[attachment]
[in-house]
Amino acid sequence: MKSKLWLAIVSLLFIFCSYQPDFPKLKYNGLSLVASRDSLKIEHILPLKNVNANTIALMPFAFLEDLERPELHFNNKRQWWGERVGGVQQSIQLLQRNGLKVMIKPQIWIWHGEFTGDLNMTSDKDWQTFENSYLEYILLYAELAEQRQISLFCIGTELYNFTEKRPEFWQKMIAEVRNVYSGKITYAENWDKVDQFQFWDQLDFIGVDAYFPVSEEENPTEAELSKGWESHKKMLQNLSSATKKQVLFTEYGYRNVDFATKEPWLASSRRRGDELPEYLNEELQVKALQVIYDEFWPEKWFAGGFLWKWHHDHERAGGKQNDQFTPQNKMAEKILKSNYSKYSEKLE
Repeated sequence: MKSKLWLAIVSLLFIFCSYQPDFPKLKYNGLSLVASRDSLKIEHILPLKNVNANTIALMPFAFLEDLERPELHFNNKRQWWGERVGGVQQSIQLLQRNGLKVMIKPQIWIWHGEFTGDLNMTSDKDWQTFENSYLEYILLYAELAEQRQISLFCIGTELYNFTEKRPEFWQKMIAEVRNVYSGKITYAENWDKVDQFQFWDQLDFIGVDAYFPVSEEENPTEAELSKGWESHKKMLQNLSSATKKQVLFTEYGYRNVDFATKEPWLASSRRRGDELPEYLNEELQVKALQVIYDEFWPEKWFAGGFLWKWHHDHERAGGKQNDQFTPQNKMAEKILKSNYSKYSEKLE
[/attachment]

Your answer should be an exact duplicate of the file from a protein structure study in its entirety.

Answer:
[in-house]
Amino acid sequence: MKSKLWLAIVSLLFIFCSYQPDFPKLKYNGLSLVASRDSLKIEHILPLKNVNANTIALMPFAFLEDLERPELHFNNKRQWWGERVGGVQQSIQLLQRNGLKVMIKPQIWIWHGEFTGDLNMTSDKDWQTFENSYLEYILLYAELAEQRQISLFCIGTELYNFTEKRPEFWQKMIAEVRNVYSGKITYAENWDKVDQFQFWDQLDFIGVDAYFPVSEEENPTEAELSKGWESHKKMLQNLSSATKKQVLFTEYGYRNVDFATKEPWLASSRRRGDELPEYLNEELQVKALQVIYDEFWPEKWFAGGFLWKWHHDHERAGGKQNDQFTPQNKMAEKILKSNYSKYSEKLE
Repeated sequence: MKSKLWLAIVSLLFIFCSYQPDFPKLKYNGLSLVASRDSLKIEHILPLKNVNANTIALMPFAFLEDLERPELHFNNKRQWWGERVGGVQQSIQLLQRNGLKVMIKPQIWIWHGEFTGDLNMTSDKDWQTFENSYLEYILLYAELAEQRQISLFCIGTELYNFTEKRPEFWQKMIAEVRNVYSGKITYAENWDKVDQFQFWDQLDFIGVDAYFPVSEEENPTEAELSKGWESHKKMLQNLSSATKKQVLFTEYGYRNVDFATKEPWLASSRRRGDELPEYLNEELQVKALQVIYDEFWPEKWFAGGFLWKWHHDHERAGGKQNDQFTPQNKMAEKILKSNYSKYSEKLE